Kupu Taurangi Hauora o Aotearoa. Health and Disability Consumer Representative Training. MODULE THREE Evidence base. Welcome and introductions. Who you are Where you’re from What you want to get out of the training today. Evidence base. Goals for the day.
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Who you are
Where you’re from
What you want to get out of the training today
Health inequities are defined as:
‘... differences which are unnecessary and avoidable… and are considered unfair and unjust. They do not occur naturally and are not random but are the result of social and economic policy and practices.’
(Ministry of Health 2004)
There are significant inequalities in health between socioeconomic groups, ethnic groups, people living in different geographical regions and males and females. (Reid & Robson 2007)
Ethnic identity is an important dimension of health inequities. Māori and Pacific peoples experience lower life expectancy and health disadvantage across most mortality and morbidity indicators compared with pākehā. (Harris 2012)
Māori populations still have higher levels of unmet need for GP care than non-Māori and receive a lower quality of care under treatment for some conditions. (Ministry of Health 2010)
Compared with the total New Zealand population, Pacific peoples have poorer health status across a wide variety of measures, including child and youth health, risk factors leading to poor health and long-term conditions. (Ministry of Health 2010)
New Zealand’s migrant, refugee and Asian populations are increasing and facing increasing health issues. (www.moh.govt/asian)
What are the barriers (if any) to accessing health services for these population groups?
The district health boards have a statutory responsibility under the New Zealand Public Health and Disability Act 2000 to:
Health and disability research
The Health Research Council of New Zealand is a Government agency responsible for managing the Government’s investment in health research. (www.hrc.govt.nz)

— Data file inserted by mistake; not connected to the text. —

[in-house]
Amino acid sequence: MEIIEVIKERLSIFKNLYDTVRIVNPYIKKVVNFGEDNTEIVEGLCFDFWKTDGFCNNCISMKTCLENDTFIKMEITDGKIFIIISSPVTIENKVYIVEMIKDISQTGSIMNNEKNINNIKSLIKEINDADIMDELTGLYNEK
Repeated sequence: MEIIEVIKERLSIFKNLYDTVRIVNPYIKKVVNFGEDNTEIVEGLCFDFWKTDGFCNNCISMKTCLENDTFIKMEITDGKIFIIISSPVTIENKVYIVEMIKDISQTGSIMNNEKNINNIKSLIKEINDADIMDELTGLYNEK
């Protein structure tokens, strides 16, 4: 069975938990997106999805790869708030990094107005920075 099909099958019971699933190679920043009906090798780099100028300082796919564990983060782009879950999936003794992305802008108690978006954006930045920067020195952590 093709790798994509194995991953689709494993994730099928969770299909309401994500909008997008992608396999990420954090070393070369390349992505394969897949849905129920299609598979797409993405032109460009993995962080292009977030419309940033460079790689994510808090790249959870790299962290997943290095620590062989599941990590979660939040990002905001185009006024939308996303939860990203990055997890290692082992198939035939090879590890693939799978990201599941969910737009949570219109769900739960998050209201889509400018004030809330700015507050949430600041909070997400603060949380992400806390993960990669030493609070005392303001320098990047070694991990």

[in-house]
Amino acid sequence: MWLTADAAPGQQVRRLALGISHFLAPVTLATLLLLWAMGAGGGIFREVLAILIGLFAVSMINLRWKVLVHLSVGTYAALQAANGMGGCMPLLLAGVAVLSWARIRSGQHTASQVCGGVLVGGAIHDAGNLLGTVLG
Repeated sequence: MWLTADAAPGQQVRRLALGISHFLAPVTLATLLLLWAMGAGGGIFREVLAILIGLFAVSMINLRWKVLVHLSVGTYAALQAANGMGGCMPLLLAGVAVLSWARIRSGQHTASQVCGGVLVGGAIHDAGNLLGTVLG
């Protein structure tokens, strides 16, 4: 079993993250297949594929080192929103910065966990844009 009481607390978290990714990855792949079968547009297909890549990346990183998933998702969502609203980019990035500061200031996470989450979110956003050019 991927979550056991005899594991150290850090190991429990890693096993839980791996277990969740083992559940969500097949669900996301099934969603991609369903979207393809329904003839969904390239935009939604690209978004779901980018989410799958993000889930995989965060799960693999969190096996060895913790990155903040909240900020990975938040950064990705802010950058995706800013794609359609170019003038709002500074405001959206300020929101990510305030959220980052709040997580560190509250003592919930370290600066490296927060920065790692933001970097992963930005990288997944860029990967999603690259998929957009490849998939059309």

The Health Research Council (HRC) is committed to ensuring that all research involving human participants is based on good science, meets ethical standards and complies with international best practice.
To achieve this:
Health and disability researchers can access funds from a range of organisations including:
3. ‘Towards a Pacific Island definition of deliberate self harm’10 months, $10,000, University of Auckland
This website has three very good videos about consumer involvement in health research and evidence-based care
Active involvement by consumers:
‘Consumer involvement in research relates to an active relationship between consumers and researchers in the research process and leads to research of greater quality and clinical relevance due to the unique perspective that consumers bring to a research project.’
(Boote et al 2002)
A clinical trial is defined as a prospective scientific experiment usually conducted to assess the safety and effectiveness of an intervention in groups of subjects.
Interventions can be: diagnostic, preventative or therapeutic, and can include drugs, biologics, medical devices or methods of screening, or procedures to improve the quality of life.
Patients are assigned at random either to receive a new drug (the standard treatment for that disease), or a placebo (that is, a sugar pill which has no effect).
These are followed up in exactly the same way in terms of care and treatment received (for example, procedural tests, outpatient visits) and then compared.
Randomisation helps to ensure the groups in the trial have similar characteristics, making it easier to compare outcomes between groups.
The Australia and New Zealand Breast Cancer Trials Group conducts an independent, collaborative breast cancer clinical trials research programme. Consumers with an interest in breast cancer clinical trials research are encouraged to join IMPACT – Improving Participation and Advocacy for Clinical Trials.
These are currently being conducted worldwide, including in NZ by Roche NZ: